“The basement is full of water.”
That was what my mom said this morning about the cabin. What we saw as a relaxing day at the cabin took an unexpected turn and we loaded up our two Shop Vacs and made our way to our family. When we arrived I was reminded why I love my family. One of my brother-in-laws was in the process of replacing the broken sump pump in the basement, four of us were using Shop Vacs to soak up as much water as possible, one of my sisters was calling to find industrial fans to dry everything out, my kids were entertaining the younger cousins, one sister was getting groceries, and my parents were helping wherever needed. It was a team effort and within a few hours we had moved from a soaked basement to one that was gradually drying out and coming back to the basement we had watched the grandkids play in. It was truly remarkable.
As I was Shop Vacuuming water I was thinking about how we never had a family plan about what to do if the basement gets water, but somehow we managed to come together without hesitation to take care of the situation in a remarkably short period of time. Why? Why is it that we can come together in a time of distress?
Trust. We trust each other that in the face of adversity we will come together, no matter what.
As we start this school year I am wondering…are we creating teams to be ready for everything or ready for anything? Are we spending our time trying to think of everything that could possibly go wrong and making a plan, or are we using the time to build trust within the team so when something arises we come together to move forward? Which will benefit those that we serve?
It has been two weeks since I attended BLC15, but I find myself reflecting on so many things that I learned in my time there. The impact it has had is really remarkable. I find myself talking about things I learned in conversations that I have with teachers, administrators, and community. Everyone that was there was impactful to me on my learning journey. Thank you!
Today I am thinking a lot about something Blake Copeland said in his keynote on the second day of the conference. He encouraged us to spend less time teaching and spend that time inspiring students to want to learn. As a student (yes, he was a student doing a keynote and it was fantastic), he explained that by inspiring others to want to learn that students will learn beyond what you have taught and that motivation to learn more will last beyond your class. What was interesting is that David Malan (Harvard professor) stated the same thing when Alan November asked him when did he know that he was a good teacher. He stated that it is when his students learn beyond what he has taught. Two different perspectives with the same line of thinking.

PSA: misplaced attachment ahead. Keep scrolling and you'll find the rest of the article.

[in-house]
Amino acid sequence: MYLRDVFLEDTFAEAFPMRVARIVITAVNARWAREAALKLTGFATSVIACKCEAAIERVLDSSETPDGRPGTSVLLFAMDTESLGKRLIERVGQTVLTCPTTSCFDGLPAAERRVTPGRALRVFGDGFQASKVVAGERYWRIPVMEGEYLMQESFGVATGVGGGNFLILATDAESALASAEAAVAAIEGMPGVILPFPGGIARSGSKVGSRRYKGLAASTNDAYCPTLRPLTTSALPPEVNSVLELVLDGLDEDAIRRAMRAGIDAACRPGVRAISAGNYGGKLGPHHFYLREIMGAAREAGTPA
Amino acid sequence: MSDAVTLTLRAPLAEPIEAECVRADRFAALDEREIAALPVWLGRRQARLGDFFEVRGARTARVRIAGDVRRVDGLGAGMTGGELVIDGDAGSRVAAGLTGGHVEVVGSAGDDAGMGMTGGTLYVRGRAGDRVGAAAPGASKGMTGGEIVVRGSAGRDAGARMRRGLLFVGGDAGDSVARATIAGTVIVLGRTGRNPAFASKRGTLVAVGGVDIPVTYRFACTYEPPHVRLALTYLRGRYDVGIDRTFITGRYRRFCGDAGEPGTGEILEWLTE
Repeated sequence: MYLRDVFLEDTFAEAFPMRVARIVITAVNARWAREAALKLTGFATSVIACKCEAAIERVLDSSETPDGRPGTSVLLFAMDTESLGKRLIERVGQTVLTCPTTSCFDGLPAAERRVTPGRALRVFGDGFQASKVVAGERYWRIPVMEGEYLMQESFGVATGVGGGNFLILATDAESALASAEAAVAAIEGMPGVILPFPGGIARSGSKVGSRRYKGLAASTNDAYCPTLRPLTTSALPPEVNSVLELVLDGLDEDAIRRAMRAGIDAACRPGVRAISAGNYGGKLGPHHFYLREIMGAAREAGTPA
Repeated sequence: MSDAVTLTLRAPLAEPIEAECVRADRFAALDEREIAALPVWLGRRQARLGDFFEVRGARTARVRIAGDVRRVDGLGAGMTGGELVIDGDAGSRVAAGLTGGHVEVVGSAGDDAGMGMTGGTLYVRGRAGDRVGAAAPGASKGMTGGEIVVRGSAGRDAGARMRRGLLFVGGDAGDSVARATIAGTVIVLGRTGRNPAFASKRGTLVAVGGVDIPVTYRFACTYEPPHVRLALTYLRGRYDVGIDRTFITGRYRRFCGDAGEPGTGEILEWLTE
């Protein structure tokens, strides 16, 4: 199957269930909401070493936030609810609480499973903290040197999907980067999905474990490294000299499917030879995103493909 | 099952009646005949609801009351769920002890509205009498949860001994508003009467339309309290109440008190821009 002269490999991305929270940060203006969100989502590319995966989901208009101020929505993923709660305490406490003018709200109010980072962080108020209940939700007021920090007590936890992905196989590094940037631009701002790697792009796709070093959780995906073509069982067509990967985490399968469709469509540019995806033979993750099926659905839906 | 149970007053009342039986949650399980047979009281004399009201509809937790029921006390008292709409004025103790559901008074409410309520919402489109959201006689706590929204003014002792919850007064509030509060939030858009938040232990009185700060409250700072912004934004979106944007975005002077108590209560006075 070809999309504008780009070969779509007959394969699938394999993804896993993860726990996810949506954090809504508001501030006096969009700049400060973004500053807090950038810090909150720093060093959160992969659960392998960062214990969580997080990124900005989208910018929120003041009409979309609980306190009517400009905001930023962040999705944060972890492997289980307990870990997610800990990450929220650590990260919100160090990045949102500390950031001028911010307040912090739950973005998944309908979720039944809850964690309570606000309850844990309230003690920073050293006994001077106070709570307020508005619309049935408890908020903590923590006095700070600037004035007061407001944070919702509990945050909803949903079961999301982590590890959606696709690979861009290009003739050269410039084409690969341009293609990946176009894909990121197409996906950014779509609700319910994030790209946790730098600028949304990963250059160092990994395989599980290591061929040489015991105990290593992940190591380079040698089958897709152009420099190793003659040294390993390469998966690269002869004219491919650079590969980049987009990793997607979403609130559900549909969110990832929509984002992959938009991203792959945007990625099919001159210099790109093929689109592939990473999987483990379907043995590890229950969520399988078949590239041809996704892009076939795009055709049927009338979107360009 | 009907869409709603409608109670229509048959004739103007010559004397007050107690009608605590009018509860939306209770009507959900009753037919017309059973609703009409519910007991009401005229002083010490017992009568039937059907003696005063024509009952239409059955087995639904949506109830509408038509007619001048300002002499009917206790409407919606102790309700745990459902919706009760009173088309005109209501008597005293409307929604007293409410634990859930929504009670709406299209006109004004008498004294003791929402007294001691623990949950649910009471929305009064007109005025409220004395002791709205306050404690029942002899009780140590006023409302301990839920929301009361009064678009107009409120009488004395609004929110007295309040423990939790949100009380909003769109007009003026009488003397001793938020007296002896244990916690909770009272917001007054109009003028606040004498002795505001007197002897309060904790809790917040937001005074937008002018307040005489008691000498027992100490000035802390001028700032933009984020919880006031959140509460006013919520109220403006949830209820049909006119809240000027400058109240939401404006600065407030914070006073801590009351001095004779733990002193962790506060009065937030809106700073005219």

Does this mean you just get out of the way and let them do whatever they want? No. What it means is that you provide space and guidance to construct meaning and find their way to deeper understanding. For me this means that my role becomes that of a listener where I notice and name where they are at in their learning journey. From there I ask guiding questions and then give needed and targeted instruction along with feedback. It is an ongoing process with really no ending point because the learning never ends. I find myself spending less time planning and more time thinking about each of the people I work with and how I can support them to continue growing. It is hard to describe because it is so different for each person I work with and each group that I am in. Plus, I am learning along the way as well. I model being a learner with the learner.
The biggest thing that I find when I embrace this idea of less time teaching, more time inspiring to want to learn is that the building of relationships is at the heart of the matter. Learning is a social process and human endeavor. The natural learning process is not done in isolation, but with others. It doesn’t have a ceiling or a specific path, but questions, struggles with information, and reflections along the way. We have people together in schools, so let’s use that gift for all that it is worth by giving the space, time, and inspiration to learn. Many times when I begin to work with a new group of people I will find myself saying when the conversation lends itself, “Everyone is on their own learning journey, I have the honor to be part of it.” That is a mindset that has helped me in so many ways. I will blog about that another time.
In these last two weeks I have had a number of different sessions and I keep finding myself reflecting on this idea. How much time do I spend teaching? How much time do I spend inspiring staff to want to learn more? Do I balance it in a way that embraces the learning journey? I know that I continue to learn as I reflect on each session I lead to see how I can get better at this idea. I will grow along with the learners that I work with. That is a gift that keeps on giving.